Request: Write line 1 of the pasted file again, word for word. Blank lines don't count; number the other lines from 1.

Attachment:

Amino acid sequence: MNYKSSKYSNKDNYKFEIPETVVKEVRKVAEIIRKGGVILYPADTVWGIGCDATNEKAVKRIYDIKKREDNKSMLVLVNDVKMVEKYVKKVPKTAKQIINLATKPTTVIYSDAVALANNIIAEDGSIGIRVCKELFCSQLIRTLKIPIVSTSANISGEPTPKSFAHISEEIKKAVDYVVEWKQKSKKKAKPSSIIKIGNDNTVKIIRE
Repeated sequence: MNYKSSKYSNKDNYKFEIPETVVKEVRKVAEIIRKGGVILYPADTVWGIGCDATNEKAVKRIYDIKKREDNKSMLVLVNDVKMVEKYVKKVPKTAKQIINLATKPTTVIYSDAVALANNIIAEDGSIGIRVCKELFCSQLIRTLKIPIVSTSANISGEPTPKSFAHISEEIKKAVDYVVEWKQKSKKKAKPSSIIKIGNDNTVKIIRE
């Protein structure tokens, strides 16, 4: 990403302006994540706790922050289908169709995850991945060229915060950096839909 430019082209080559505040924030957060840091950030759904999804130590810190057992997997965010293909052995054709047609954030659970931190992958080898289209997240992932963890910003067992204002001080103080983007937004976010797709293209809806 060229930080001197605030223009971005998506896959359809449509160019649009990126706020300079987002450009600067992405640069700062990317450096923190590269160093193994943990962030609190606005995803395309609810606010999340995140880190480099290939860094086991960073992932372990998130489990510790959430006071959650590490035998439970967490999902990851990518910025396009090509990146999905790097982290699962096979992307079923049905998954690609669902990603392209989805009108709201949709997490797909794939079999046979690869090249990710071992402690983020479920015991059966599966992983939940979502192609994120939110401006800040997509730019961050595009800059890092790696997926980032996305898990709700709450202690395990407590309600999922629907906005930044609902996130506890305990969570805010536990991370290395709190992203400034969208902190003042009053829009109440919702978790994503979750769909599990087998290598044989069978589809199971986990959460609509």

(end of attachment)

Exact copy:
Amino acid sequence: MNYKSSKYSNKDNYKFEIPETVVKEVRKVAEIIRKGGVILYPADTVWGIGCDATNEKAVKRIYDIKKREDNKSMLVLVNDVKMVEKYVKKVPKTAKQIINLATKPTTVIYSDAVALANNIIAEDGSIGIRVCKELFCSQLIRTLKIPIVSTSANISGEPTPKSFAHISEEIKKAVDYVVEWKQKSKKKAKPSSIIKIGNDNTVKIIRE